Born at SaloneSatellite
07 September 2020
The Scandinavian designer Ilkka Suppanen has filled many pages of the history of contemporary design since the late 1990s. His eclectic, remarkable feel for design means that he works across many different sectors, and he is modestly proud to be involved with solidarity projects which he carries forward with equal determination. He splits his time between Helsinki and Milan, and shares projects with Raffaella Mangiarotti, the latest of which, Undecided System – a system for workspaces – has been selected for the ADI Design Index 2019, from which the winners of the 26th edition of the prestigious Compasso d’Oro will be chosen. Focusing more on his all-encompassing eye than on his many products, we chatted to him about Italy and the matter of Italian companies. On the subject of which we also discussed what the future might have in store and about how design can play its part.
You described yourself as “more of a connector than a designer.” Can you explain this particular approach?
I think most people know me from the designs I have done. These are things which only partly represent me. I have also worked simultaneously on projects that are different from traditional product design assignments. I have worked with casteless people in India. I have worked with homeless people in Sao Paulo. I am constantly working on exhibition concepts, as well as on design export concepts and realisations for the Finnish foreign ministry. I see these projects as something where I am connecting people, ideas, institutions and cultures.
As you pointed out, everyone knows that you work for numerous design brands around the world, but maybe not everyone knows that you are also involved with these solidarity projects. How do you balance these two different design approaches?
As these "solidarity projects" have completely different timelines, I dedicate part of my working day to them almost every day. These projects are completely different, I need to work for years before I can actually talk about a project. Most of my time goes into making connections, raising money and keeping stakeholders updated on progress, which is often frustratingly slow. You need to have resilience. Can you tell us about some of these solidarity projects? These projects always start with a basic realisation. Something is wrong. Something I feel is unjust in the world, like homelessness or lack of human rights, as in the case of casteless people in India. Then I start to try and work out if there is a way to help these people, whether I can change this situation into a better one.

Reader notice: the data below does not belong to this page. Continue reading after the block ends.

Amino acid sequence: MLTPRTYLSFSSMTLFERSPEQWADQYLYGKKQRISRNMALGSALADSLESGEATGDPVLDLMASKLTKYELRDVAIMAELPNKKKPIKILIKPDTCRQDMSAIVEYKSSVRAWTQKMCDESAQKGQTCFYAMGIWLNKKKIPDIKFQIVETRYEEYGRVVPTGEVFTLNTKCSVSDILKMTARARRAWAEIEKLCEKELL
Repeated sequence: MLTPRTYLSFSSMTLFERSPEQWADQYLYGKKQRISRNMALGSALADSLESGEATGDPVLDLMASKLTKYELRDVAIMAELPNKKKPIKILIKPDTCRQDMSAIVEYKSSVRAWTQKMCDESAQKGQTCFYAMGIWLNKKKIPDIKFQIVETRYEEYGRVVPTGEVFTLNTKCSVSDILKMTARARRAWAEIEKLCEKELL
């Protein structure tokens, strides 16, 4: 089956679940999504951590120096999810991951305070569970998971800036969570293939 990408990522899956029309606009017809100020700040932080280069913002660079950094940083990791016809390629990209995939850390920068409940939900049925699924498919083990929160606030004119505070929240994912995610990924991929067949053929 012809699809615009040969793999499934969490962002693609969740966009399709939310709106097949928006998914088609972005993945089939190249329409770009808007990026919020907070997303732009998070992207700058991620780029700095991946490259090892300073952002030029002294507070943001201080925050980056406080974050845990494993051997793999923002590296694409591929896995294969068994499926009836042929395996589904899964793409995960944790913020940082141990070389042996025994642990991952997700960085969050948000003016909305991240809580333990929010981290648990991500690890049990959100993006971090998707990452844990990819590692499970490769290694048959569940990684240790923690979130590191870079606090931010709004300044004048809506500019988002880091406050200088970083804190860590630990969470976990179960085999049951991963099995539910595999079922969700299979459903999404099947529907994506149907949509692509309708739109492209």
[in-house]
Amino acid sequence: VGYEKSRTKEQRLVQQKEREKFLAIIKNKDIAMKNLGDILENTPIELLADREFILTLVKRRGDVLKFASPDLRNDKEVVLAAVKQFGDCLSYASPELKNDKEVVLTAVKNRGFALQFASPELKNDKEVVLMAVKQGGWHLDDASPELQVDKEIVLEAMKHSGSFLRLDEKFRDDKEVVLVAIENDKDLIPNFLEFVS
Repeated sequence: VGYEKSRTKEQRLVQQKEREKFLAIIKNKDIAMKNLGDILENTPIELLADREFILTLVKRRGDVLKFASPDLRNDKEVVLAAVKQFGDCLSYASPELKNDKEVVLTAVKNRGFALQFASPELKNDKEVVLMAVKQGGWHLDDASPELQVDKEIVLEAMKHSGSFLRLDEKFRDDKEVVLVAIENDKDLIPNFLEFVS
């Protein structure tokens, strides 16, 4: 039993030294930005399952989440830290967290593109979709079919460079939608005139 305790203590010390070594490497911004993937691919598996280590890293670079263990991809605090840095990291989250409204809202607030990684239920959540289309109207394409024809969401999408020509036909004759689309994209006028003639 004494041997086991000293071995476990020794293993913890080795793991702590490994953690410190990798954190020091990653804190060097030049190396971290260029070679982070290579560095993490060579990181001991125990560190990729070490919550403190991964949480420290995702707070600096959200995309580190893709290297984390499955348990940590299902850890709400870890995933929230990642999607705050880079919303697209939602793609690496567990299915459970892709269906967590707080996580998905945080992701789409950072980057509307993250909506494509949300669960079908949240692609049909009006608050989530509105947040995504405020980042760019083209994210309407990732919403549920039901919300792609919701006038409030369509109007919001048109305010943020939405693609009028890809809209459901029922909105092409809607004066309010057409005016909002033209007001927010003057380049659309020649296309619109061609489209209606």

What are you working on now?
At the moment I am working with Seom on lighting design and furniture design projects for Italian and Finnish companies, and one-off furniture for a American client. There is always something like this going on in my office. We are also working on the Snowcrash exhibition [the name of the exhibition, which then became the name of the design collective, with which Suppanen made her debut at SaloneSatellite in 1997, Ed.] which will be held at the National Museum in Sweden Stockholm. I am also very busy with one of the more conceptual projects that involves the Finnish Foreign Ministry.
You have worked and are still working for many Italian companies: what kind of relationship do you have with them?
Somehow my professional career as furniture designer started here in Italy with Cappellini, which is probably why I have worked with different Italian companies ever since. So it has been quite natural for me to work with Italian companies like Zanotta or Leucos. Most of the time, the companies are family-run. Often by several generations. I think Italian companies are very good to work with. There is a certain dedication to and knowledge of design everywhere you go. Also companies are very open to new ideas. Probably I am still a bit different to many other designers. I am Scandinavian. I bring a Scandinavian touch.
What do you like about Italy?
For me Italy is many things, it is kind of a wonderland for adults, with food, wine and culture. For me Italy is a culture of femininity. It is a matriarchal culture. Very different in this way from the Scandinavian notion of equality between the sexes. It is a culture of beauty. Beauty is like a limitless currency in your pocket. You can give and receive beauty constantly here. It is also a culture of simplicity and purposefulness. When I see older Italian women cooking, they throw nothing away. They will use the leftovers to make stock. Like the glass workshops in Murano: there is not a single surplus tool or surplus machine. Everything is used and nothing is wasted.